Actually bigmouth_strikes, there is one important thing you left out. I'm no expert, so I will screw up all the terminology.

I believe that the ballast is less important to the climbing and diving than motion and the "wings" or whatever they call the fins that stick out of the top conn tower and the ones in the back. Basically the submarine is a lot more like an airplane than like is a diving chamber. As it moves through the water, the fins/wings generate lift, just as an airplane's wings do. Since water is much more dense than air (about 826 times under normal circumstances), you only need itty-bitty wings to generate lift.

Thus, a submarine which is zooming around underwater and suddenly loses power is only a little bit less screwed than an airplane. They do have compressed air which they can use for an emergency surface maneuver, but from what I gather, this is not a pleasant thing.

Update: 5 August 2005. Yesterday a Russian mini-submarine sank after its propeller was entangled by a fishing net.\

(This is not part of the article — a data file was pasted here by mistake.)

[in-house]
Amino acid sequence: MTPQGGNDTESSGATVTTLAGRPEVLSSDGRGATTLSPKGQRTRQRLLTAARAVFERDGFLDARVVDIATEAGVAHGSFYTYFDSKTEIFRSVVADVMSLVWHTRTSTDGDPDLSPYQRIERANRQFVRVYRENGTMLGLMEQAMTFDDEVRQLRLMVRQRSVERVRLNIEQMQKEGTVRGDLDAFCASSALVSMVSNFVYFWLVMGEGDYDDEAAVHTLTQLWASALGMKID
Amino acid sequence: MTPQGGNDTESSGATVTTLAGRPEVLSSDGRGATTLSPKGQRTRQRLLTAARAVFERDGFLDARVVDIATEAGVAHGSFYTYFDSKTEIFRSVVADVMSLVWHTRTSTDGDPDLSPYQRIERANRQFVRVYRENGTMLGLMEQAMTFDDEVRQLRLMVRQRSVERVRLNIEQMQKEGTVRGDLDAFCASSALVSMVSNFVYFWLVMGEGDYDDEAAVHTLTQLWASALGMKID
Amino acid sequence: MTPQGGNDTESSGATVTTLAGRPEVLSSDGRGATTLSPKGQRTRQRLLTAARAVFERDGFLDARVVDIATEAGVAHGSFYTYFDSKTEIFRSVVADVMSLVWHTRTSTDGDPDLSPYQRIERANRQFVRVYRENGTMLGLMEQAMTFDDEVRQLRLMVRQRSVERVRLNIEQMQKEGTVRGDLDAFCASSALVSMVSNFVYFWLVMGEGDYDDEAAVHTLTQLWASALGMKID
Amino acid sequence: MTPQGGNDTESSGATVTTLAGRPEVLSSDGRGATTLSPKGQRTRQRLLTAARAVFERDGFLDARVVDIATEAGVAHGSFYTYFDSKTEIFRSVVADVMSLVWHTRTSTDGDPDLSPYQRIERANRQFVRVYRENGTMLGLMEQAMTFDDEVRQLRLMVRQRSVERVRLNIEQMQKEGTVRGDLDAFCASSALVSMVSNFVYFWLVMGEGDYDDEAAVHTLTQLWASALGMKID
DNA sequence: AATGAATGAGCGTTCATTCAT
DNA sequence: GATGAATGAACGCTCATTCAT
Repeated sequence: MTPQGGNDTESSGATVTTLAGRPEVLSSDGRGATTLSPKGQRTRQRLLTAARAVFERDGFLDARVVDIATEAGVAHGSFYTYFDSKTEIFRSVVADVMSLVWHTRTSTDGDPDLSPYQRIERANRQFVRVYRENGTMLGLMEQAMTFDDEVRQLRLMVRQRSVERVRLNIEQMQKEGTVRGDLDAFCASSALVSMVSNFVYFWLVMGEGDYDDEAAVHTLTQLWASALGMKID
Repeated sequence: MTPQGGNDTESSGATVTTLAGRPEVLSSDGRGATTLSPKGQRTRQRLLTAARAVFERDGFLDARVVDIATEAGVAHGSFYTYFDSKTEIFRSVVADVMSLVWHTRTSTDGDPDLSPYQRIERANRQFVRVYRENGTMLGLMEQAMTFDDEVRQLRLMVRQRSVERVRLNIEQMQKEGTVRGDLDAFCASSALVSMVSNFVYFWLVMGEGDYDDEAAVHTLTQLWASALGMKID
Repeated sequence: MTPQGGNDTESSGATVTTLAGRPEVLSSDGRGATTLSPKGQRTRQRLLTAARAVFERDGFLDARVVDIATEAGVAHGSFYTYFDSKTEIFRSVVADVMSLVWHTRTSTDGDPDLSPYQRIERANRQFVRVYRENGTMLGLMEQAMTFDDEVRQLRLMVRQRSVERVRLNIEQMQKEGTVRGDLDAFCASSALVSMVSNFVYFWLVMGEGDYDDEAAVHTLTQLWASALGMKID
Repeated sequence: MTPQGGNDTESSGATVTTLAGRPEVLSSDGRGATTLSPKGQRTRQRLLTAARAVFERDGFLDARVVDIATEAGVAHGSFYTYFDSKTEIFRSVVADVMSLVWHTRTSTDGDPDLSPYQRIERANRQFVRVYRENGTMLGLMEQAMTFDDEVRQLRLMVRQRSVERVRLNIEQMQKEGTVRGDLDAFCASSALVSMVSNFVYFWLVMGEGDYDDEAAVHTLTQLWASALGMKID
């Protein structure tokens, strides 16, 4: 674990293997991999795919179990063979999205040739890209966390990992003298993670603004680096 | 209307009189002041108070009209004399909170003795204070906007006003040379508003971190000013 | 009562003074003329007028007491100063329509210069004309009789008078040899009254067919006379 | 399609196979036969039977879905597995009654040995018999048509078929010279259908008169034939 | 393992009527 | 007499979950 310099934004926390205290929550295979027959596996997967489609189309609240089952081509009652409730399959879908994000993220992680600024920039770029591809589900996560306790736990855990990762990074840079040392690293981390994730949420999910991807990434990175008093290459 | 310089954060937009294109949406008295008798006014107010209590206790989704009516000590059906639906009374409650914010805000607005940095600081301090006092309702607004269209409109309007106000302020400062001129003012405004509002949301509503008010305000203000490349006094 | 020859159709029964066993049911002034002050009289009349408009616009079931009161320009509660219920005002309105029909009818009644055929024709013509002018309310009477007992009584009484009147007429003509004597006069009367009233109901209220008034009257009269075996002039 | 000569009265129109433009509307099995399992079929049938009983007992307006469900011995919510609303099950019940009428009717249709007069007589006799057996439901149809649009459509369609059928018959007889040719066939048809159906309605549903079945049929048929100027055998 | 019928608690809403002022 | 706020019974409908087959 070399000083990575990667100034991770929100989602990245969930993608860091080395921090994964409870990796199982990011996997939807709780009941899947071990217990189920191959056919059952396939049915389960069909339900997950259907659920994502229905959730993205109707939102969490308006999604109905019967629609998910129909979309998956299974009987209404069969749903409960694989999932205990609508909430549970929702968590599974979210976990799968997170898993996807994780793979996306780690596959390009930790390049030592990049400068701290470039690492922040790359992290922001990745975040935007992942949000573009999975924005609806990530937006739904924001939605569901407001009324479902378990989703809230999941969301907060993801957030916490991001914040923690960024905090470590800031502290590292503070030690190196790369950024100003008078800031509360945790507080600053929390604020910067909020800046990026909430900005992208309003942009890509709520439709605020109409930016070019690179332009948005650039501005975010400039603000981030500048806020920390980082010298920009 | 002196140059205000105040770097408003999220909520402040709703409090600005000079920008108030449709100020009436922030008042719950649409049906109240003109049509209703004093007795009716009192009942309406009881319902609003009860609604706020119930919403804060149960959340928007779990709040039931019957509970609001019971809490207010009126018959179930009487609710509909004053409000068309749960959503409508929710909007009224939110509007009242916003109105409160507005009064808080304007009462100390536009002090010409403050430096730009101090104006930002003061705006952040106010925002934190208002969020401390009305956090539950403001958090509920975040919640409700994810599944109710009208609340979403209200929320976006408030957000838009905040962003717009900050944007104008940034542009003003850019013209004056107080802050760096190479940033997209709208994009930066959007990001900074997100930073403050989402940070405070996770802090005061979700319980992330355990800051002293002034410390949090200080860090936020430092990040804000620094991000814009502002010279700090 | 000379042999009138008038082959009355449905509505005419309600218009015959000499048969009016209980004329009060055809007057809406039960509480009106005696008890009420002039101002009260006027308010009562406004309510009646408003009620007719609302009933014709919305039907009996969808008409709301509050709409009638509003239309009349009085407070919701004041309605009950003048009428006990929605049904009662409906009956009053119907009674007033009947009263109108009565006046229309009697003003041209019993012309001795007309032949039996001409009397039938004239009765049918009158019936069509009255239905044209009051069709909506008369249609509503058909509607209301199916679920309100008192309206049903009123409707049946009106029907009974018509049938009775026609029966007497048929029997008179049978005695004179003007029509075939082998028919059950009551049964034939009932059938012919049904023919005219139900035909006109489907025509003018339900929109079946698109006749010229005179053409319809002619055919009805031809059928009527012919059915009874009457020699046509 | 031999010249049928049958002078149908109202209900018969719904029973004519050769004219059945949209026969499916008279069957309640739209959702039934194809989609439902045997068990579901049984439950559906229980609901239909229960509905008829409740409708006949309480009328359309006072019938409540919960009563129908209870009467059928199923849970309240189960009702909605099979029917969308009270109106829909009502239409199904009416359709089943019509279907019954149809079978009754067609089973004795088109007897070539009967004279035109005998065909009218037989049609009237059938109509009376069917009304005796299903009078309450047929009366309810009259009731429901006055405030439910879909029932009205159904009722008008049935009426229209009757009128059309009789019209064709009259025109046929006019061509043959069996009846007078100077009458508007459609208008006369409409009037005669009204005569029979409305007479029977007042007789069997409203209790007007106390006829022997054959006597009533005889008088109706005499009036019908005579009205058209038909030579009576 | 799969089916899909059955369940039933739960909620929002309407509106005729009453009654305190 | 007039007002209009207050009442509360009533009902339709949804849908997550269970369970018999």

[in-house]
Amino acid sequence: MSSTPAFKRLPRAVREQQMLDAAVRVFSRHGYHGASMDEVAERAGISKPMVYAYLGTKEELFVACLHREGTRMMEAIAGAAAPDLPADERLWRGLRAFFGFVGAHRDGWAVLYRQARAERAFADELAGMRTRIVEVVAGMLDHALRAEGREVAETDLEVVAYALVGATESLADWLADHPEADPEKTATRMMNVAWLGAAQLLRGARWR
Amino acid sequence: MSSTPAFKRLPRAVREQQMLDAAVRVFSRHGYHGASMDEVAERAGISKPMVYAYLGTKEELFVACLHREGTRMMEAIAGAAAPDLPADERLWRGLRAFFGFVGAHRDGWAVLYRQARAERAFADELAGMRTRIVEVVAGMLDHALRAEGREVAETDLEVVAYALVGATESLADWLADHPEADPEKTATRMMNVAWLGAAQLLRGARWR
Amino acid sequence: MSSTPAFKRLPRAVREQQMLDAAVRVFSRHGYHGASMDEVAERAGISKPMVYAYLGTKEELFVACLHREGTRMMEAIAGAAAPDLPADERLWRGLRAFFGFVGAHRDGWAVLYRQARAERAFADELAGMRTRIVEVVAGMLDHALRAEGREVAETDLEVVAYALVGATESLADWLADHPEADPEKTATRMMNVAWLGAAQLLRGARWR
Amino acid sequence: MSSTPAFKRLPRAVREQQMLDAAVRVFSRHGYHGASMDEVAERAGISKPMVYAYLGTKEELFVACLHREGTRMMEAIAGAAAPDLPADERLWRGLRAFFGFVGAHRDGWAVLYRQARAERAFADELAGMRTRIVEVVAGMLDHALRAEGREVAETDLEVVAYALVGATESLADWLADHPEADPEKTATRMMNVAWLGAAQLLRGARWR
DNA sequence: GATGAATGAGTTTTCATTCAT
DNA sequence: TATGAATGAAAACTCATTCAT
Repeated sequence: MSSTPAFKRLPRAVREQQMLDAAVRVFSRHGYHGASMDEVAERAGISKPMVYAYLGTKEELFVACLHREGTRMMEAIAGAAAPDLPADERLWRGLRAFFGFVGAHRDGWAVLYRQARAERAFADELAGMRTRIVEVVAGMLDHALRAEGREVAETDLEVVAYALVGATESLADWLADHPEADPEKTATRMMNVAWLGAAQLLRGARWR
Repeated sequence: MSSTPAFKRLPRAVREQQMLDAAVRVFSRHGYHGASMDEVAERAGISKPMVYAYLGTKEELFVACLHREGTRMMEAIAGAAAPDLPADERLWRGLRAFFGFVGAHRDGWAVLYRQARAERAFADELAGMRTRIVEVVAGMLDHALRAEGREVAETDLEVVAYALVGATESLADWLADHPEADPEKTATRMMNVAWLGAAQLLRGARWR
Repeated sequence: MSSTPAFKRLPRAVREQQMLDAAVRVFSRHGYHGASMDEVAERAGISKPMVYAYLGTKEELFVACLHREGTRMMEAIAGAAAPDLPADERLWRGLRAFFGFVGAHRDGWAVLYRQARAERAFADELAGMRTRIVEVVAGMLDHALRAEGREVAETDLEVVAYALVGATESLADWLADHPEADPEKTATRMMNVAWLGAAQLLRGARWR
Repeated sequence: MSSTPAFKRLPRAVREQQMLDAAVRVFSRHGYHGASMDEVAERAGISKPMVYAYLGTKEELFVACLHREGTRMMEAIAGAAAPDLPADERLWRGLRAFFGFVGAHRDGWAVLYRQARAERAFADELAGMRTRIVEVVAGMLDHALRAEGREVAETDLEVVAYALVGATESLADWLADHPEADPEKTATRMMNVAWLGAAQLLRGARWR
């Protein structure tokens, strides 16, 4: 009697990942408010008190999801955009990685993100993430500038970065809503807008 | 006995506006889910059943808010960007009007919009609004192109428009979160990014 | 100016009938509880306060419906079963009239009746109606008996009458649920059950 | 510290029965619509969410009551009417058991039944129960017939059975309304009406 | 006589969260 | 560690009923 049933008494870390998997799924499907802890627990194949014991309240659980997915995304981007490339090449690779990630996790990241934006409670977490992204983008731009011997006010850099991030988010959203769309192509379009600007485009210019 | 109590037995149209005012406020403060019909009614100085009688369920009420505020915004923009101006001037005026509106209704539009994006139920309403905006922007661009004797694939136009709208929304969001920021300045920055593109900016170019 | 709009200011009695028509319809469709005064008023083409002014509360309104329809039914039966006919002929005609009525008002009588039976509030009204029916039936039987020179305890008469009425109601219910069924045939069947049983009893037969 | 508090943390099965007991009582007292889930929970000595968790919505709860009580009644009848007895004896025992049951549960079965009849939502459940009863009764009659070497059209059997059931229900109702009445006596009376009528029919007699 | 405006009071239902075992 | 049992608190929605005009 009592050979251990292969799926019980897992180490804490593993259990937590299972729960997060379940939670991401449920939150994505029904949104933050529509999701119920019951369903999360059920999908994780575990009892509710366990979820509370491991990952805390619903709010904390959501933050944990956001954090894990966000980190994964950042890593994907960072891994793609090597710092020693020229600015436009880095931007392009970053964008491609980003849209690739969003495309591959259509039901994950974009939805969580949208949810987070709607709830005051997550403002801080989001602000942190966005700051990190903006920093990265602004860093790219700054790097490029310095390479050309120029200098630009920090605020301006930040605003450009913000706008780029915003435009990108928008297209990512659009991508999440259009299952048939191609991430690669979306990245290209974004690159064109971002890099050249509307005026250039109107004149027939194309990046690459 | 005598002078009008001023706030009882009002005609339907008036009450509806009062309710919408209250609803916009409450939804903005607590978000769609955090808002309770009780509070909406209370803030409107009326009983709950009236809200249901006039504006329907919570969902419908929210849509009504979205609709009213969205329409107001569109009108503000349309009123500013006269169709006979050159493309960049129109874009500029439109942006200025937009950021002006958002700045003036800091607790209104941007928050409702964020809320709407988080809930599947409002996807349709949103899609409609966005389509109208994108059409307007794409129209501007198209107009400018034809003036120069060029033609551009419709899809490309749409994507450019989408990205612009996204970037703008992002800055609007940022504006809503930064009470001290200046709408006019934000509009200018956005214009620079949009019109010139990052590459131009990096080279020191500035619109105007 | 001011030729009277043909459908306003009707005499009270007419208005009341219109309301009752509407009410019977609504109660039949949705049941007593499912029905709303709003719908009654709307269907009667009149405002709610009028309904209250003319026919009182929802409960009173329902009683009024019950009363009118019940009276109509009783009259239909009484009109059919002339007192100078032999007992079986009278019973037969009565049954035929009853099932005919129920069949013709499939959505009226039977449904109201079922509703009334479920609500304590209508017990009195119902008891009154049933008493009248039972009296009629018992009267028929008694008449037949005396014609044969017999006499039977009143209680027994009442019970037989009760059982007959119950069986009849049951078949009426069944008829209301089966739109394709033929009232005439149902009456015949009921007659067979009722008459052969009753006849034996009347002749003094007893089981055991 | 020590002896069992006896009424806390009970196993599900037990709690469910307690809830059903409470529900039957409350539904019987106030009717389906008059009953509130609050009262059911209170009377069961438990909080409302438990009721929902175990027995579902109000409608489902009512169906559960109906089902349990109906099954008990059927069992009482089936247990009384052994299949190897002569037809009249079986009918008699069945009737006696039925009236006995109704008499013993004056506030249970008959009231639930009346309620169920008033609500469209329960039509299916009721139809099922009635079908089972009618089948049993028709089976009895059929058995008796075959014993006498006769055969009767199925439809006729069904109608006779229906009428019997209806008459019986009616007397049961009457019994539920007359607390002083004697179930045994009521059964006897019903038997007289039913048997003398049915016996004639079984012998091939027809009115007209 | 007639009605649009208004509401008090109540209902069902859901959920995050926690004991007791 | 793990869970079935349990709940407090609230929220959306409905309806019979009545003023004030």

Also The Custodian, something may have positive buoyancy at the surface, but still sink at lower depths. Net buoyancy is a function of water pressure; at lower depths, the increased pressure will overwhelm the buoyancy. It's a lot harder to float with 500 feet of water sitting on top of you than when you're at the surface. Take the human body. Bodies not wearing cement shoes float under ordinary circumstances. However, world record holders and seekers for free diving (without air tanks) pass the point of neutral buoyancy and must actively swim upward, or they will sink. I read a great article on these guys in The Atlantic Monthly a few years ago (it looks like it was the May 1997 issue).